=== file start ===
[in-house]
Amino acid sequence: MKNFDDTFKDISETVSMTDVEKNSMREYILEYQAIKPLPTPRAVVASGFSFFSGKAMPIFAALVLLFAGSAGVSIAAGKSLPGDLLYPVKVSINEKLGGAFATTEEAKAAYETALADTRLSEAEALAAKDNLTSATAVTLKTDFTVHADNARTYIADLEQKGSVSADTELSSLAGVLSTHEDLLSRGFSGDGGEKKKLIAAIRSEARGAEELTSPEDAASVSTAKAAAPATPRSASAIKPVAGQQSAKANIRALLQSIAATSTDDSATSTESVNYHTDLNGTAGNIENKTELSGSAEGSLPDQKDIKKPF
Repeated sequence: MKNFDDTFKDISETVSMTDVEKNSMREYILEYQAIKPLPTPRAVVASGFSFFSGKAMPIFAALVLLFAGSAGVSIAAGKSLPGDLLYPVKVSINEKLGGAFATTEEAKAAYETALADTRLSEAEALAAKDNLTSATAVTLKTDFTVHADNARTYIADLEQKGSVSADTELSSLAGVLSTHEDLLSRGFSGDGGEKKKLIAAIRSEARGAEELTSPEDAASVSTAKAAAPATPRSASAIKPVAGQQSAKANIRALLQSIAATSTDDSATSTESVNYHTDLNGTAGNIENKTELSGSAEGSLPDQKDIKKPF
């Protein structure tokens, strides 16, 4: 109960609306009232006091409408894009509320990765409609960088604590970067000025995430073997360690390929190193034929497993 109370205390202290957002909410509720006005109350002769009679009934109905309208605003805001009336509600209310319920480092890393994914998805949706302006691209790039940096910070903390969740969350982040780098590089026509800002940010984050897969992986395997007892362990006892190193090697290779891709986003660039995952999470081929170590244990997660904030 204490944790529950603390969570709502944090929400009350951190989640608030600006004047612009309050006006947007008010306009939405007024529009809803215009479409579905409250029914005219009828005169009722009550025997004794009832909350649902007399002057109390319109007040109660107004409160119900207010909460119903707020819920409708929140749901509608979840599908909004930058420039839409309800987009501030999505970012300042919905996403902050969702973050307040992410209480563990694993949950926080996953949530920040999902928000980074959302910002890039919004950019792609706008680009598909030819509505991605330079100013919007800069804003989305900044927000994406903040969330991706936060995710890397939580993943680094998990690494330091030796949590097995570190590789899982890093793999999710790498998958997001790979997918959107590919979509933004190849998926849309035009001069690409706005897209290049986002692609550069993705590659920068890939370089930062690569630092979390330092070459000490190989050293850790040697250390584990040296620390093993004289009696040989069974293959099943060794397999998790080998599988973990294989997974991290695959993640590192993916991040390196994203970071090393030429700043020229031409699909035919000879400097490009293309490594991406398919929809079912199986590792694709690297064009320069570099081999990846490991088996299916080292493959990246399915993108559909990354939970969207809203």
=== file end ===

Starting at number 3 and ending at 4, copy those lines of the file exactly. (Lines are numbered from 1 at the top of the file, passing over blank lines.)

Repeated sequence: MKNFDDTFKDISETVSMTDVEKNSMREYILEYQAIKPLPTPRAVVASGFSFFSGKAMPIFAALVLLFAGSAGVSIAAGKSLPGDLLYPVKVSINEKLGGAFATTEEAKAAYETALADTRLSEAEALAAKDNLTSATAVTLKTDFTVHADNARTYIADLEQKGSVSADTELSSLAGVLSTHEDLLSRGFSGDGGEKKKLIAAIRSEARGAEELTSPEDAASVSTAKAAAPATPRSASAIKPVAGQQSAKANIRALLQSIAATSTDDSATSTESVNYHTDLNGTAGNIENKTELSGSAEGSLPDQKDIKKPF
């Protein structure tokens, strides 16, 4: 109960609306009232006091409408894009509320990765409609960088604590970067000025995430073997360690390929190193034929497993 109370205390202290957002909410509720006005109350002769009679009934109905309208605003805001009336509600209310319920480092890393994914998805949706302006691209790039940096910070903390969740969350982040780098590089026509800002940010984050897969992986395997007892362990006892190193090697290779891709986003660039995952999470081929170590244990997660904030 204490944790529950603390969570709502944090929400009350951190989640608030600006004047612009309050006006947007008010306009939405007024529009809803215009479409579905409250029914005219009828005169009722009550025997004794009832909350649902007399002057109390319109007040109660107004409160119900207010909460119903707020819920409708929140749901509608979840599908909004930058420039839409309800987009501030999505970012300042919905996403902050969702973050307040992410209480563990694993949950926080996953949530920040999902928000980074959302910002890039919004950019792609706008680009598909030819509505991605330079100013919007800069804003989305900044927000994406903040969330991706936060995710890397939580993943680094998990690494330091030796949590097995570190590789899982890093793999999710790498998958997001790979997918959107590919979509933004190849998926849309035009001069690409706005897209290049986002692609550069993705590659920068890939370089930062690569630092979390330092070459000490190989050293850790040697250390584990040296620390093993004289009696040989069974293959099943060794397999998790080998599988973990294989997974991290695959993640590192993916991040390196994203970071090393030429700043020229031409699909035919000879400097490009293309490594991406398919929809079912199986590792694709690297064009320069570099081999990846490991088996299916080292493959990246399915993108559909990354939970969207809203």